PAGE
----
Israel ruling party votes for push to annex parts of West Bank

#Occupation

By enacting civilian law over settlements, move could streamline procedures for their construction and expansion

Israeli Prime Minister Benjamin Netanyahu does not attend Likud meeting (AFP/file photo)
MEE and agencies's picture
Last update: 
Monday 1 January 2018 13:33 UTC
Topics: 

Prime Minister Benjamin Netanyahu’s Likud Party unanimously urged legislators in a non-binding resolution on Sunday to effectively annex Israeli settlements in the occupied West Bank, land that Palestinians want for a future state.

By enacting civilian law over settlements, the move may streamline procedures for their construction and expansion. That land is currently under military jurisdiction and Israel’s defence minister has a final say on building there.

The settlers are subject to Israeli civilian law.

“The time has come to express our Biblical right to the land,” Public Security Minister Gilad Erdan told a meeting of Likud’s Central Committee, according to the Jerusalem Post.

He added that Israel should not miss the opportunity of having in the White House US President Donald Trump, who Erdan said does not believe settlers are an obstacle to peace. He downplayed the role of the overwhelming majority of the rest of the international community.

“We are telling the world that it doesn’t matter what the nations of the world say,” Erdan told the crowd. “We must recognise this sovereignty."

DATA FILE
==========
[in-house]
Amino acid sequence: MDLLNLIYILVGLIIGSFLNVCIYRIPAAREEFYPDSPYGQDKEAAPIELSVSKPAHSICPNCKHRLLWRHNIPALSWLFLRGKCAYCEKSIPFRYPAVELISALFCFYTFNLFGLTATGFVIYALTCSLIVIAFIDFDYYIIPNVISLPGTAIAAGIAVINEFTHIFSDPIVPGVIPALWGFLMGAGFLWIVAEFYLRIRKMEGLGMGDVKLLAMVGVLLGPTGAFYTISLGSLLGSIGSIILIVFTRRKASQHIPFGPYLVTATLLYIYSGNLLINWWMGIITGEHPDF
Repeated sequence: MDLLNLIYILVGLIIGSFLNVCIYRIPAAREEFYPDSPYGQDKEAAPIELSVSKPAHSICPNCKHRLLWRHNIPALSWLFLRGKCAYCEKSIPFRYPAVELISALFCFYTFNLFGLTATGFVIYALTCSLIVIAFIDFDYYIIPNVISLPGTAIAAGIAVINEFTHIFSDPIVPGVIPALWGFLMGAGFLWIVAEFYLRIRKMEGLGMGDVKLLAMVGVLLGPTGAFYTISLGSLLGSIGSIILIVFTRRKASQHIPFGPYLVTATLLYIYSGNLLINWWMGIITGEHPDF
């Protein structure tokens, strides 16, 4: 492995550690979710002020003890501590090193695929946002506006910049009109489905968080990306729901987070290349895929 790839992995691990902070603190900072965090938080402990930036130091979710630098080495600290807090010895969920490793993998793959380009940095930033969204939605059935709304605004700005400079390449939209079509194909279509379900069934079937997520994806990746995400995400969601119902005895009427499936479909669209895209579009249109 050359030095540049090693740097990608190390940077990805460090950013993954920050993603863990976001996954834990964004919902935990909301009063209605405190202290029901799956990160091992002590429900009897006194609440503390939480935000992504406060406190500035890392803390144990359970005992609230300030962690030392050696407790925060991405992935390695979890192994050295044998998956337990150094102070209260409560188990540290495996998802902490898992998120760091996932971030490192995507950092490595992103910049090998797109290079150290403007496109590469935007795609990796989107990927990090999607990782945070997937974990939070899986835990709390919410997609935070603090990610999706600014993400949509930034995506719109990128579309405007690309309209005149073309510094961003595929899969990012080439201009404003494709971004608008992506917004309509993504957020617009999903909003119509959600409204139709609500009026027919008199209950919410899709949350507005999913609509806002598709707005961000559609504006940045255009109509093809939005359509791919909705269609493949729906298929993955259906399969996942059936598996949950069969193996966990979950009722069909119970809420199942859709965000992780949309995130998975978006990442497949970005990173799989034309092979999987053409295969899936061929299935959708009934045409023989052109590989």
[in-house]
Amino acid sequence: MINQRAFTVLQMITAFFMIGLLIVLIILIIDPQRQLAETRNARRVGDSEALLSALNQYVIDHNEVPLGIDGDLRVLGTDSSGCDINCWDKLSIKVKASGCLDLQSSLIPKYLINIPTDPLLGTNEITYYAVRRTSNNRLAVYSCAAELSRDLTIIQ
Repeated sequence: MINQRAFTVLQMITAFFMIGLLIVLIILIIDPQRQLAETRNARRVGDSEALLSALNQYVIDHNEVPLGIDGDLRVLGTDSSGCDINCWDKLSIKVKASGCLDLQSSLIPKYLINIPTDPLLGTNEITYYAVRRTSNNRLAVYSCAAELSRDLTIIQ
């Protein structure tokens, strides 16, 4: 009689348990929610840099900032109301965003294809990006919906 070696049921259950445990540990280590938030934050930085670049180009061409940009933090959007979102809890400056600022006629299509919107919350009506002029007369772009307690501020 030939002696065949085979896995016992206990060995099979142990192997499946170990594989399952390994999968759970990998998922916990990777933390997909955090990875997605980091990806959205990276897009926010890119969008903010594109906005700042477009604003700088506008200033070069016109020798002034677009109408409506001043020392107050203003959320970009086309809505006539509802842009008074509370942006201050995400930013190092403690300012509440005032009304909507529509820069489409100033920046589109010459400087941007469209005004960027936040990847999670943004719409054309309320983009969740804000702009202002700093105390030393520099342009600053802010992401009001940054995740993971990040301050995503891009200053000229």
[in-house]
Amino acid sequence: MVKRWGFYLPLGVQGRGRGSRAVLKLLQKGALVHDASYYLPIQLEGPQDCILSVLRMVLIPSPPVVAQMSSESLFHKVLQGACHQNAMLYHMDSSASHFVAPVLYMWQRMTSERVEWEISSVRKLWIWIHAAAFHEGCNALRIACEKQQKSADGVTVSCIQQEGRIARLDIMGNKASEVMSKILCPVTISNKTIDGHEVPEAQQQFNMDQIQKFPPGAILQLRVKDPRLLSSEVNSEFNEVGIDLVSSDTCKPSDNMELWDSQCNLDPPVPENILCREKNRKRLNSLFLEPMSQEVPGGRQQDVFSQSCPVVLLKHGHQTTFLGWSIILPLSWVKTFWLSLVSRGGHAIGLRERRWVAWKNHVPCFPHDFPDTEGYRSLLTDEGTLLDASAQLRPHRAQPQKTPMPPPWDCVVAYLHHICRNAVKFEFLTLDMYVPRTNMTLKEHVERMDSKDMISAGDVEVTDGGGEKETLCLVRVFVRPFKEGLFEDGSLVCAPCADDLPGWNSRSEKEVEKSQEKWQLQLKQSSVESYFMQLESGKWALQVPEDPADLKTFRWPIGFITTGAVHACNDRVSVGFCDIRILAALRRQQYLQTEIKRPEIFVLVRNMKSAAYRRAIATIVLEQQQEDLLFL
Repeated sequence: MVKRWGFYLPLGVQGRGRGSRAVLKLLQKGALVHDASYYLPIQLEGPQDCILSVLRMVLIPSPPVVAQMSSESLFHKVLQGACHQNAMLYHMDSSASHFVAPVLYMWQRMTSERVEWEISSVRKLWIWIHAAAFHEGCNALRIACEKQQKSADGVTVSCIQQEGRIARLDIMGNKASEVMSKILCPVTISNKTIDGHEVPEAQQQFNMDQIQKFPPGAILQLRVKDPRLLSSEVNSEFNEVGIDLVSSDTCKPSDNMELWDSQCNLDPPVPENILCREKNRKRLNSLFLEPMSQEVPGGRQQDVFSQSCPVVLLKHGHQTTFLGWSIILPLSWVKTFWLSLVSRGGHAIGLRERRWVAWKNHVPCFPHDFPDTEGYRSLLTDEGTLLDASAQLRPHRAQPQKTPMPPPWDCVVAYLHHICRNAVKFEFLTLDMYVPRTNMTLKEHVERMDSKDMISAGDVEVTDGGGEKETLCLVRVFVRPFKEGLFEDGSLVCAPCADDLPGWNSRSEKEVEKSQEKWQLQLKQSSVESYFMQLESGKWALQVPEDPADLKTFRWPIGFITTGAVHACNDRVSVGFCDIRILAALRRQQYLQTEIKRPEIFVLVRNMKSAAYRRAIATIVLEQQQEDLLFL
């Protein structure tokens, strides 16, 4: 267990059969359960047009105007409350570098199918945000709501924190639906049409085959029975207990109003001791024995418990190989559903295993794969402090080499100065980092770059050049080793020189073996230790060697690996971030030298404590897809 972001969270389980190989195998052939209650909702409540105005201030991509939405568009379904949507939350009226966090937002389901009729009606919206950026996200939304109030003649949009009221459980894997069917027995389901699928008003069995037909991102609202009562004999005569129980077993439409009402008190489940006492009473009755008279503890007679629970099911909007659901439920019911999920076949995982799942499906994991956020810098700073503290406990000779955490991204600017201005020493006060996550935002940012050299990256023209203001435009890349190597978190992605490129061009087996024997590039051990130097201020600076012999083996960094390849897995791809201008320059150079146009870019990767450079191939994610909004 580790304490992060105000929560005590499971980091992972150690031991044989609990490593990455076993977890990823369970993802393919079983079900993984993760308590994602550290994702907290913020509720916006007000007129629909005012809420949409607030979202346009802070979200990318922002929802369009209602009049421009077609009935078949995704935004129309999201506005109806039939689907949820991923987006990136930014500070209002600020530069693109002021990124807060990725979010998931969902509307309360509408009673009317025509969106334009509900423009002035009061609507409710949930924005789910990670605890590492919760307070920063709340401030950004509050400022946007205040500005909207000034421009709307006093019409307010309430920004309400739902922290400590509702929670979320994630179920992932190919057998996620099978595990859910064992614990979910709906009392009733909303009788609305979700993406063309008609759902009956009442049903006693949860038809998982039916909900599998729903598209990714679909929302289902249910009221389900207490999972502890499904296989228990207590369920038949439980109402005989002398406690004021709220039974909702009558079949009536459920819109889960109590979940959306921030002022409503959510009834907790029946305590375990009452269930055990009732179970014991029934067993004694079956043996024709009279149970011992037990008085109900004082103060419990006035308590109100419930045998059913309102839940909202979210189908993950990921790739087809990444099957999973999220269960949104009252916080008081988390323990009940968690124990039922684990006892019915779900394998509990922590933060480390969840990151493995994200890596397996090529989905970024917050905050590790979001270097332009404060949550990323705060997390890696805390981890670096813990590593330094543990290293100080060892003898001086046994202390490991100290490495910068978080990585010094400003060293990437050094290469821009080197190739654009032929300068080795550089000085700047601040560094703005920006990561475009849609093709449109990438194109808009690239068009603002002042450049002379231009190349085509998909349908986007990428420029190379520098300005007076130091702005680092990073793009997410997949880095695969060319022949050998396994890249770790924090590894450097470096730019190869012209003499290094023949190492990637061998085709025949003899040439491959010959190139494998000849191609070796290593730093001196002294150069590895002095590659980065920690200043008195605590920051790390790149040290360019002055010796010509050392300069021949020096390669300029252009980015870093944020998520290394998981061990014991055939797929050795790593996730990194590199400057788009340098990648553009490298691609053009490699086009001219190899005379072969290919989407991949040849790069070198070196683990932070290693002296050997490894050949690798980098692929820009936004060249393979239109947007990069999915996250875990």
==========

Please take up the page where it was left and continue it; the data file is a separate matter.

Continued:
Jamal Juma'a, Palestinian activist and coordinator of the Stop the Wall campaign, told MEE: "It's clear that this is part of the consequences of Trump's decision concerning Jerusalem, this is part of the ongoing process of annexation of the West Bank, it is another slap to international law."

Netanyahu is not bound to follow the resolution. He did not attend the meeting, which attracted several hundred delegates including ministers, legislators and party officials. The Likud Central Committee is the party’s governing body.

The prime minister says he still supports a two-state solution with the Palestinians, although he has also pushed for Jewish settlement expansion in the West Bank, which has been under Israeli occupation for 50 years.

In October, Netanyahu decided to postpone a vote on a controversial bill that critics say would amount to the de facto annexation of Israeli settlements surrounding Jerusalem.

Deemed illegal

The bill had been expected to be voted on by a ministerial committee in a move that would fast-track its progress through parliament.

Israel occupied the West Bank, including East Jerusalem, in the Six-Day War of 1967. It later annexed East Jerusalem in a move never recognised by the international community.

It sees the entire city as its indivisible capital, while the Palestinians want the eastern sector as the capital of their future state.

Israeli settlements are deemed illegal under international law and widely seen as the main obstacle to peace.

More than 600,000 Jewish settlers live in the occupied West Bank and annexed East Jerusalem among 2.9 million Palestinians, with frequent outbreaks of violence.

Likud's Central Committee counts around 3,700 members, and according to Israeli media about 1,500 were present for Sunday's vote.